Click here to watch the video clip and also to read the article by Professor Edmonson.

Here are her main points:

  1. The blame game – don’t play it
  2. Overcome the false dichotomy – we all state we want to get to the root cause of the problem, but we really fear the potential truth
  3. Learn the skill of how to debrief a failure
  4. Embrace early warning analysis of failure
  5. You can always learn from big or small emergencies
  6. Create an environment where people are free to speak, and frame the work accurately
  7. Have a formal control system to learn from emergencies

By implementing these ideas or strategies an organization will develop risk management behaviours such as: hazard reporting, investigating near misses before they become an emergency, and learning to prevent workplace emergencies from happening.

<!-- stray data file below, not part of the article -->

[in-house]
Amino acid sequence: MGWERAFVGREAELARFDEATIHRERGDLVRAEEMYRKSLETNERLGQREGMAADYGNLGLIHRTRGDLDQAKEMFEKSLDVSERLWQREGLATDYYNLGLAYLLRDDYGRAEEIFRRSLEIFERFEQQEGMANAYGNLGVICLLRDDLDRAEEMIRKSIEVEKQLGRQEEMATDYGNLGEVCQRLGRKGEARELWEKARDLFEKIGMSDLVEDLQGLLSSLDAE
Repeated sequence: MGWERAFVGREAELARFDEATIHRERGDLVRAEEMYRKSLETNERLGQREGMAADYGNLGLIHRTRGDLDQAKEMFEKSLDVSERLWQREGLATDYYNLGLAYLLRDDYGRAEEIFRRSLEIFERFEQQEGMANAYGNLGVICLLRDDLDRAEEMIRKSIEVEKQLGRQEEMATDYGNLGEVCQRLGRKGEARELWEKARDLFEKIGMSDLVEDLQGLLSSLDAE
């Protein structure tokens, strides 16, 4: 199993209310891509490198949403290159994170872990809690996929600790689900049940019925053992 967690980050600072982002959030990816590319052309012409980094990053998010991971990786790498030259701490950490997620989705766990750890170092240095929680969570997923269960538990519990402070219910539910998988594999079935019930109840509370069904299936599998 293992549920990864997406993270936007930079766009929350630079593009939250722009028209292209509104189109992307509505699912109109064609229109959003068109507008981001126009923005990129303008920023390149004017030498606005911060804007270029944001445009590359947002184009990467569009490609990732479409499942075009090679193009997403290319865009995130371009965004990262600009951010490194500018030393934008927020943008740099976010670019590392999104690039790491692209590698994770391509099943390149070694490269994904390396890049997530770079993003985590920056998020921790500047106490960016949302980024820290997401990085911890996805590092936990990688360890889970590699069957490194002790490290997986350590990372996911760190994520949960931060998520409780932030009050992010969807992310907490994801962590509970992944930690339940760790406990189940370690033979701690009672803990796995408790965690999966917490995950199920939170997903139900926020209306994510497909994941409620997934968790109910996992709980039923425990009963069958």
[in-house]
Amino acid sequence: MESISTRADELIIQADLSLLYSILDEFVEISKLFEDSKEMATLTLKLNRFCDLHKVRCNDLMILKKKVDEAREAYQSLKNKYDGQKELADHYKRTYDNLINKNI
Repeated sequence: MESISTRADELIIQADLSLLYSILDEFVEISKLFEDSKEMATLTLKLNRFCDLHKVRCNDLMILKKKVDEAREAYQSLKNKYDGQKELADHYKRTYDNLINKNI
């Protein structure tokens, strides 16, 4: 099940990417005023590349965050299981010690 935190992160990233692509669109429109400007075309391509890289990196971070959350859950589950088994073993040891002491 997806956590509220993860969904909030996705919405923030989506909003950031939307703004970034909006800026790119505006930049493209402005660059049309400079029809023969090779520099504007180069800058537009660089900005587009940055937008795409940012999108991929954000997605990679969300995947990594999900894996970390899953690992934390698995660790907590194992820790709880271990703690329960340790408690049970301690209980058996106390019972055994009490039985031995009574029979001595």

Discussion Questions:

  1. Do you believe this statement to be true “most organizations state they want to learn from mistakes, but few truly do?” If you believe it to be true, explain why? If you don’t why?
  2. Research a recent workplace emergency, practice using the 7 steps above a write up an action plan to prevent the workplace emergency.



The Precautionary Principle

How to understand risk versus the perception of risk.

Understanding risk management is a fundamental skill for any HR practitioner wishing to explore a career in Health and Safety (H&S). As the Human Resources function continues to increase its role in relation to Health and Safety, risk management is quickly becoming a core competency for any HR practitioner. By understanding risk we can actively implement controls to reduce, or better yet, eliminate safety risks for all employees in the workplace.